Evolution is important for these wines, Healey explained. “Both of them age differently. The Section 94 has a very yeasty character and as it ages it develops quite a strong mineral structure on the palate. The aroma and flavor also develops. It has quite a strong influence of, I’d say, floral, citrus blossom and white flowers.”
It’s not just Dog Point that is taking Sauvignon Blanc to the next level. Winemakers, such as Steve Smith, wine and viticultural director of Craggy Range, are now exploring the possibilities of soils and climates outside of Marlborough. Craggy Range’s Te Muna Road vineyard is located in the south of the North Island, at Martinborough, which like Marlborough is located on alluvial stony soil. Unlike Marlborough, however, the soil is scattered with chunks of limestone that lend the wines a distinctive quality, which, Smith points out in a phone conversation, gives them “a powdery texture, with not so much stony minerality.”
Because it is also not close to the sea where the climate tends to help grapes to ripen faster, harvesting occurs a couple of weeks later in Martinborough — conditions that Smith explained has an affect on the wines. “If you have a longer hang time of grapes on the vine, what you tend to get are wines with a little more complexity of character and wines with a little more reserve to them.”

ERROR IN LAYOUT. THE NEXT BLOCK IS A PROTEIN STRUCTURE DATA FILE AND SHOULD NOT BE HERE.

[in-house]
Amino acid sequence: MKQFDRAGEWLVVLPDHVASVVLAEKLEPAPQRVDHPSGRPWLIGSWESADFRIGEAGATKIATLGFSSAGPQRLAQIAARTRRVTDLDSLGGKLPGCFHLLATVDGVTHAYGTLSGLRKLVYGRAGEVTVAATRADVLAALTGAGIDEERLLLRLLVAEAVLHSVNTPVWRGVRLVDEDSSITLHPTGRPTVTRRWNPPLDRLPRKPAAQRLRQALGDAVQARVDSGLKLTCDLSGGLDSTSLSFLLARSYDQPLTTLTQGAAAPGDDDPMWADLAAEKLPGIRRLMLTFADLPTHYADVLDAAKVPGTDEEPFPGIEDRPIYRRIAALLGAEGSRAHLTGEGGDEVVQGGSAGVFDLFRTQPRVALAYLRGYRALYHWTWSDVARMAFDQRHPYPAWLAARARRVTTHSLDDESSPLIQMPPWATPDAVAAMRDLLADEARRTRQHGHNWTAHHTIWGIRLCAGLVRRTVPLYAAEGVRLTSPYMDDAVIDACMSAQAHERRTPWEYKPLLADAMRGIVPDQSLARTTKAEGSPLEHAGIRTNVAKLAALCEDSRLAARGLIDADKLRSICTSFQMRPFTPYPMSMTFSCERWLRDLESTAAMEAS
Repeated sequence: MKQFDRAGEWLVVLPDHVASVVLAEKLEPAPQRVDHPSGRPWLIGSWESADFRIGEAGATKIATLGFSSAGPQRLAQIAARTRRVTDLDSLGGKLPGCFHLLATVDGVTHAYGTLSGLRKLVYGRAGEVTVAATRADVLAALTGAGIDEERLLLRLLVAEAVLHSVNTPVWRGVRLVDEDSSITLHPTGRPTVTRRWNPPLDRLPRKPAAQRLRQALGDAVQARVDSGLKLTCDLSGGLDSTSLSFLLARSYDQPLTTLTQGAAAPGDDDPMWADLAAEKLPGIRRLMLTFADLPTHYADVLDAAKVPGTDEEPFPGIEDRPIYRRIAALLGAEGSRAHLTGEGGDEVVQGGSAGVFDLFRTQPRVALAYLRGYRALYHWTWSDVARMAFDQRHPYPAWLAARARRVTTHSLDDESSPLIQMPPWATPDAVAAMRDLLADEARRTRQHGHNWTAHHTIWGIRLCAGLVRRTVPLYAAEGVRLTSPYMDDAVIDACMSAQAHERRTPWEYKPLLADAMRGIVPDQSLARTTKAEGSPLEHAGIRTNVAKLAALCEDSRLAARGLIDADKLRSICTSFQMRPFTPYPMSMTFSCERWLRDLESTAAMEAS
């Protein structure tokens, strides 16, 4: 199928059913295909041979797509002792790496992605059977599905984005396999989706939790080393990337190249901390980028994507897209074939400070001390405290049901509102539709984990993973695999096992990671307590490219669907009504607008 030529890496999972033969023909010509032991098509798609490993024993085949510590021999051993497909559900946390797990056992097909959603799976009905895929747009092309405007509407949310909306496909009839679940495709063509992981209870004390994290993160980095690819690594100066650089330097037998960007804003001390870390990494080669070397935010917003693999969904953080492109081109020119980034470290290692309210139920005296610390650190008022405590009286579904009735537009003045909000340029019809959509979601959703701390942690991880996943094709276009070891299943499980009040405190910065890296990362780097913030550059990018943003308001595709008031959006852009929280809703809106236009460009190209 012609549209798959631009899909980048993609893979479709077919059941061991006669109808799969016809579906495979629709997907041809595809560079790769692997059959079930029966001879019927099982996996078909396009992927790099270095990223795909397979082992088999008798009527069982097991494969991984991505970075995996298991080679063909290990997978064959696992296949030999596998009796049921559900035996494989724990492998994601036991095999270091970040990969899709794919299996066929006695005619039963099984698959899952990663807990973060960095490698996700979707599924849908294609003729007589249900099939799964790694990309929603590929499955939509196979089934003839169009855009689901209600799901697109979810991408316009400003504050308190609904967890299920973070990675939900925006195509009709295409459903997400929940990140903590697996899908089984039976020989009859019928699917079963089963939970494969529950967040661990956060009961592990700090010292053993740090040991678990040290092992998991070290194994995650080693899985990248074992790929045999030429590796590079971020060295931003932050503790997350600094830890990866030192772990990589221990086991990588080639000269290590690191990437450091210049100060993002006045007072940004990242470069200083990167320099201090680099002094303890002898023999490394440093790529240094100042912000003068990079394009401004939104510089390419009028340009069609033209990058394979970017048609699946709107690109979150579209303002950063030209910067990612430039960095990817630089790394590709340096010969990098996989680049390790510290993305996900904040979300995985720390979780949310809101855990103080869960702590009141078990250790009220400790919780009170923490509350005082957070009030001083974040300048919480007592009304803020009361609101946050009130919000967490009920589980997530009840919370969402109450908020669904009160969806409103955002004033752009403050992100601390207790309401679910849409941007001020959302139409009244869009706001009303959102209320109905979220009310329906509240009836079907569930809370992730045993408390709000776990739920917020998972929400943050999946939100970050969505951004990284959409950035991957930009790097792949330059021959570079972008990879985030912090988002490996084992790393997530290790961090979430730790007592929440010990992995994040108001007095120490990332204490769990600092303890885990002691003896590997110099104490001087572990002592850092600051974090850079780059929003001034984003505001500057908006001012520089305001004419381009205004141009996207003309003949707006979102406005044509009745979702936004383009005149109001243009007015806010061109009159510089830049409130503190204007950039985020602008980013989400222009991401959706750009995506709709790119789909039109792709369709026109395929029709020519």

Smith, a skilled winemaker and qualified Master of Wine, went on to explain a little about the attention to detail he gives his Sauvignons. “The Martinborough wines, because they’re fruitier and have a wider array of characteristics, we tend to craft the wine a little bit more in the winery. There is more indigenous yeast fermentation.”
Just like Dog Point, Craggy Range’s Te Muna Road Sauvignon develops over time. “The Martinborough wines certainly taste better after a year in the bottle than when they’re first released,” Smith said, “At two or three years old, it tastes fantastic.”
If you’re curious about trying out some of these premium Sauvignon Blancs, now’s the best time to buy a bottle. Around three years ago, a quality bottle would cost upward of ¥3,000, but now the average price has dropped and it’s possible to find decent ones for around ¥2,500. At these prices, it’d be ridiculous to deny yourself a refreshing splash of quality Kiwi Sauvignon Blanc.